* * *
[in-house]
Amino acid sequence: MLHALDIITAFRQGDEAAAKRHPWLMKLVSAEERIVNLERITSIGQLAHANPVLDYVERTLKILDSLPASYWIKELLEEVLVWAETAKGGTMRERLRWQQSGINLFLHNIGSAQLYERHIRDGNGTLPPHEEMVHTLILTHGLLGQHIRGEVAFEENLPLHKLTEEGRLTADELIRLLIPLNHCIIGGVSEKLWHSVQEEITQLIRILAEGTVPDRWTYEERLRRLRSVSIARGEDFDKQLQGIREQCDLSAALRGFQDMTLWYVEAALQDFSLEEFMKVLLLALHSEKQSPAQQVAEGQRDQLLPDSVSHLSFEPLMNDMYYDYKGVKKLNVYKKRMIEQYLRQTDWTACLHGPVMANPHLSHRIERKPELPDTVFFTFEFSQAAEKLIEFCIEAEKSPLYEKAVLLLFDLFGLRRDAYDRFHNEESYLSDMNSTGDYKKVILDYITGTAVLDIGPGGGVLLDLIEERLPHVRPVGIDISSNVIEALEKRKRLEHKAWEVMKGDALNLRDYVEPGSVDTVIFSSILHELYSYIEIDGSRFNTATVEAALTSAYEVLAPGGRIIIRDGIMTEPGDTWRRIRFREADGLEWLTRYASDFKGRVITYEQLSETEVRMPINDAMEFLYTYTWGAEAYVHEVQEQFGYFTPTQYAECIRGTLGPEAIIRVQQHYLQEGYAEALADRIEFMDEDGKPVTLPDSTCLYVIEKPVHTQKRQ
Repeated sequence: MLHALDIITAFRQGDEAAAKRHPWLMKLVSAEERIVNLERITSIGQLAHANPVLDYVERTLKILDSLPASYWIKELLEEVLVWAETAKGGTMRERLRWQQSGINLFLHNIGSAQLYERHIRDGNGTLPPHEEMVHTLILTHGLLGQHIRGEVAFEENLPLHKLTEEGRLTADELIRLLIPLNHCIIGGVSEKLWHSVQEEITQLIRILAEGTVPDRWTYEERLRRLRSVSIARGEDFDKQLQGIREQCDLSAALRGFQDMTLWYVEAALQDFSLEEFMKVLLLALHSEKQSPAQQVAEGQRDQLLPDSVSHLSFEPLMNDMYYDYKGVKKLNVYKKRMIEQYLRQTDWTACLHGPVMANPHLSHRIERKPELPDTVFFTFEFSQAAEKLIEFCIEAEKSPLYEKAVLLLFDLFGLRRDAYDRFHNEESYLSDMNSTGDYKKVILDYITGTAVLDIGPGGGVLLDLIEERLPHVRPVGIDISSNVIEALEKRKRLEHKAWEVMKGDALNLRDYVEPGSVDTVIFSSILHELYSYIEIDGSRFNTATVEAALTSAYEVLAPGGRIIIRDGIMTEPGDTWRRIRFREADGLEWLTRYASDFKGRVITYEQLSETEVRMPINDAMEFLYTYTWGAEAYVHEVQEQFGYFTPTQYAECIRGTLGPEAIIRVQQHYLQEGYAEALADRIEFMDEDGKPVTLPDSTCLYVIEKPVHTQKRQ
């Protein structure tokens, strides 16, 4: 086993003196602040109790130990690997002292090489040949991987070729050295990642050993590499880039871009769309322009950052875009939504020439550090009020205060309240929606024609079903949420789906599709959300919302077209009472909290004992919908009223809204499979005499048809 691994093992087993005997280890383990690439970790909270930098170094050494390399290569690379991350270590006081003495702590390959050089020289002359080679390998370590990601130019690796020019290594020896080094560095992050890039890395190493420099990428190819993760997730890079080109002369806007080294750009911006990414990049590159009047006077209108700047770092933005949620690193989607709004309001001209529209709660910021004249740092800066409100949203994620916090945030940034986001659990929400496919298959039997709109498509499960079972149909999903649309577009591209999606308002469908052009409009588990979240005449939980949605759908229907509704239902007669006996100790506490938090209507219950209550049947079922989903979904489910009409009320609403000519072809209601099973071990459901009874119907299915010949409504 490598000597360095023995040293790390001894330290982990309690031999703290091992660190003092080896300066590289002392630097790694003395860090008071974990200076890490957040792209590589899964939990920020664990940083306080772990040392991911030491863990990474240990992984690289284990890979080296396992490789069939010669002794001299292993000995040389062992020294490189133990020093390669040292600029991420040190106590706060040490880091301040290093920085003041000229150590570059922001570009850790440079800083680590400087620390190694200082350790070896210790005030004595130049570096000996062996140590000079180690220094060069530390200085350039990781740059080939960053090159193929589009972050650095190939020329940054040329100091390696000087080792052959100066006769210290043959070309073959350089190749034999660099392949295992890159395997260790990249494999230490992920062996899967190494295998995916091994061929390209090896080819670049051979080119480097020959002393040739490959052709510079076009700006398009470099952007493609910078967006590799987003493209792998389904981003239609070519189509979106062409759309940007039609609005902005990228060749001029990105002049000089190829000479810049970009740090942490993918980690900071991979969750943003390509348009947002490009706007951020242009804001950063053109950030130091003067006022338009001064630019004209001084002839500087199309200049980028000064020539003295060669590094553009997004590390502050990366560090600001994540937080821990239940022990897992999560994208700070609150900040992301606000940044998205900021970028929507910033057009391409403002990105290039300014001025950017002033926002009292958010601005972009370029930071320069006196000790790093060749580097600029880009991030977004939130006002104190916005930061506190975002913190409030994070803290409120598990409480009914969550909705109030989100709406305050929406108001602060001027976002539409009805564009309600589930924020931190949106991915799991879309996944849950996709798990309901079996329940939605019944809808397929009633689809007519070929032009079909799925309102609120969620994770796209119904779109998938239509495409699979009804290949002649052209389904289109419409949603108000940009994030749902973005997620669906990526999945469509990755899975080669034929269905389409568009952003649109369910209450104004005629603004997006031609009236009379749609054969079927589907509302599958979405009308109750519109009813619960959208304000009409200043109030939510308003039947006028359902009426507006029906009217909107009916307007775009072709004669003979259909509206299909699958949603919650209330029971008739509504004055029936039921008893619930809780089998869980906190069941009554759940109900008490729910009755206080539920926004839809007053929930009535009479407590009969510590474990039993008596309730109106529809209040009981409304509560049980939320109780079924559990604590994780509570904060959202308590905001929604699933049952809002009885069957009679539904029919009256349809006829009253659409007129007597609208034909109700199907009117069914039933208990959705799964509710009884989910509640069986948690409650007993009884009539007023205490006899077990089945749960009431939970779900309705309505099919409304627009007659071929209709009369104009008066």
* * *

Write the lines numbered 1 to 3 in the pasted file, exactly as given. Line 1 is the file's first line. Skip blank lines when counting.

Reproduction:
[in-house]
Amino acid sequence: MLHALDIITAFRQGDEAAAKRHPWLMKLVSAEERIVNLERITSIGQLAHANPVLDYVERTLKILDSLPASYWIKELLEEVLVWAETAKGGTMRERLRWQQSGINLFLHNIGSAQLYERHIRDGNGTLPPHEEMVHTLILTHGLLGQHIRGEVAFEENLPLHKLTEEGRLTADELIRLLIPLNHCIIGGVSEKLWHSVQEEITQLIRILAEGTVPDRWTYEERLRRLRSVSIARGEDFDKQLQGIREQCDLSAALRGFQDMTLWYVEAALQDFSLEEFMKVLLLALHSEKQSPAQQVAEGQRDQLLPDSVSHLSFEPLMNDMYYDYKGVKKLNVYKKRMIEQYLRQTDWTACLHGPVMANPHLSHRIERKPELPDTVFFTFEFSQAAEKLIEFCIEAEKSPLYEKAVLLLFDLFGLRRDAYDRFHNEESYLSDMNSTGDYKKVILDYITGTAVLDIGPGGGVLLDLIEERLPHVRPVGIDISSNVIEALEKRKRLEHKAWEVMKGDALNLRDYVEPGSVDTVIFSSILHELYSYIEIDGSRFNTATVEAALTSAYEVLAPGGRIIIRDGIMTEPGDTWRRIRFREADGLEWLTRYASDFKGRVITYEQLSETEVRMPINDAMEFLYTYTWGAEAYVHEVQEQFGYFTPTQYAECIRGTLGPEAIIRVQQHYLQEGYAEALADRIEFMDEDGKPVTLPDSTCLYVIEKPVHTQKRQ
Repeated sequence: MLHALDIITAFRQGDEAAAKRHPWLMKLVSAEERIVNLERITSIGQLAHANPVLDYVERTLKILDSLPASYWIKELLEEVLVWAETAKGGTMRERLRWQQSGINLFLHNIGSAQLYERHIRDGNGTLPPHEEMVHTLILTHGLLGQHIRGEVAFEENLPLHKLTEEGRLTADELIRLLIPLNHCIIGGVSEKLWHSVQEEITQLIRILAEGTVPDRWTYEERLRRLRSVSIARGEDFDKQLQGIREQCDLSAALRGFQDMTLWYVEAALQDFSLEEFMKVLLLALHSEKQSPAQQVAEGQRDQLLPDSVSHLSFEPLMNDMYYDYKGVKKLNVYKKRMIEQYLRQTDWTACLHGPVMANPHLSHRIERKPELPDTVFFTFEFSQAAEKLIEFCIEAEKSPLYEKAVLLLFDLFGLRRDAYDRFHNEESYLSDMNSTGDYKKVILDYITGTAVLDIGPGGGVLLDLIEERLPHVRPVGIDISSNVIEALEKRKRLEHKAWEVMKGDALNLRDYVEPGSVDTVIFSSILHELYSYIEIDGSRFNTATVEAALTSAYEVLAPGGRIIIRDGIMTEPGDTWRRIRFREADGLEWLTRYASDFKGRVITYEQLSETEVRMPINDAMEFLYTYTWGAEAYVHEVQEQFGYFTPTQYAECIRGTLGPEAIIRVQQHYLQEGYAEALADRIEFMDEDGKPVTLPDSTCLYVIEKPVHTQKRQ